Contrary to everyday experience, where all liquid droplets assume rounded, near-spherical shapes, the temperature-tuning of liquid droplets to faceted polyhedral shapes and to spontaneous splitting has been recently demonstrated in oil-in-water emulsions. However, the elucidation of the mechanism driving these surprising effects, as well as their many potential applications, ranging from faceted nanoparticle synthesis through new industrial emulsification routes to controlled-release drug delivery within the human body, have been severely hampered by the micron-scale resolution of the light microscopy employed to date in all in situ studies. Thus, the thickness of the interfacially frozen crystalline monolayer, suggested to drive these effects, could not be directly measured, and the low limit on the droplet size still showing these effects remained unknown. In this study, we employ a combination of super-resolution stimulated emission depletion microscopy, cryogenic transmission and freeze-fracture electron microscopy, to study these effects well into the nanometer length scale. We demonstrate the occurrence of the faceting transition in droplets spanning an incredible 12 decades in volume from nanoliters to yoctoliters and directly visualize the interfacially frozen, few nanometer thick, crystalline monolayer suggested to drive these effects. Furthermore, our measurements allow placing an upper-limit estimate on the two-dimensional Young modulus of the interfacial nanometer-thick surface crystal in the smallest droplets, providing insights into the virtually unexplored domain of nanoelasticity.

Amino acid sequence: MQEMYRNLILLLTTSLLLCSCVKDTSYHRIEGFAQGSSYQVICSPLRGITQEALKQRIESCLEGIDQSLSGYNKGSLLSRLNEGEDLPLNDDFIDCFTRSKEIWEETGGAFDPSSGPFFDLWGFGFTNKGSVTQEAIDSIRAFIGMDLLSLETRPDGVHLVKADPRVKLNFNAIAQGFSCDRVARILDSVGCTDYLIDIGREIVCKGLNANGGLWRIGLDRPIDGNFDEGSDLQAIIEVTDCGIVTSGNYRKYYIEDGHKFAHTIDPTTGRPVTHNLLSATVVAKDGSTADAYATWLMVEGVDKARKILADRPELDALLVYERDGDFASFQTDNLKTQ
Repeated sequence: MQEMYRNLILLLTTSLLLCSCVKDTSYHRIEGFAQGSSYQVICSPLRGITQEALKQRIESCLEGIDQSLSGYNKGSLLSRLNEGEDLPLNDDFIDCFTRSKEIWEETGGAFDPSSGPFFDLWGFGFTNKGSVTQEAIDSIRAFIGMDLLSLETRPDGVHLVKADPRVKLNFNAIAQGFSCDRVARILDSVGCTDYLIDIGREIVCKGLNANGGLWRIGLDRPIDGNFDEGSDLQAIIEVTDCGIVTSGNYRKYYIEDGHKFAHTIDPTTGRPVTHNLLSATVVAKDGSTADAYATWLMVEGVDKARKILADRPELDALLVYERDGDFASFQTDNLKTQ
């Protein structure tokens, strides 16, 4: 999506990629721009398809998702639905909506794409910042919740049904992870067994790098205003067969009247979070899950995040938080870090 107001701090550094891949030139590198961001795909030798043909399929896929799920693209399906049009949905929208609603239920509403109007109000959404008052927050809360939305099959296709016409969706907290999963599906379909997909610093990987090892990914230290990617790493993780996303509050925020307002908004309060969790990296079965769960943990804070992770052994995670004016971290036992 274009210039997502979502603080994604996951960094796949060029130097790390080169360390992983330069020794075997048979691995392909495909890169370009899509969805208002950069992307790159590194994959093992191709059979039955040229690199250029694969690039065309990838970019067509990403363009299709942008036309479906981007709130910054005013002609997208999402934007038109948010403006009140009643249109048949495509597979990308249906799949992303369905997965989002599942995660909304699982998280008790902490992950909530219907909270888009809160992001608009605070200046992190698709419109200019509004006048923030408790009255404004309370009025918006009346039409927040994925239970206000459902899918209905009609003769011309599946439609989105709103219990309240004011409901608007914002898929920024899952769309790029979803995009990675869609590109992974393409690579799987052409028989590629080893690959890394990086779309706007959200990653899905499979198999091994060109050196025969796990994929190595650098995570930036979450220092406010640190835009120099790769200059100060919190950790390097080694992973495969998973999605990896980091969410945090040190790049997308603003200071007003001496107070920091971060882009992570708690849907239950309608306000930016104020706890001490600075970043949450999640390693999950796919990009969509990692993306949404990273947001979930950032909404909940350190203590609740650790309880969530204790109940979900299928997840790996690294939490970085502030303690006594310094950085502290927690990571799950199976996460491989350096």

- cryo-electron microscopy
- interfacial freezing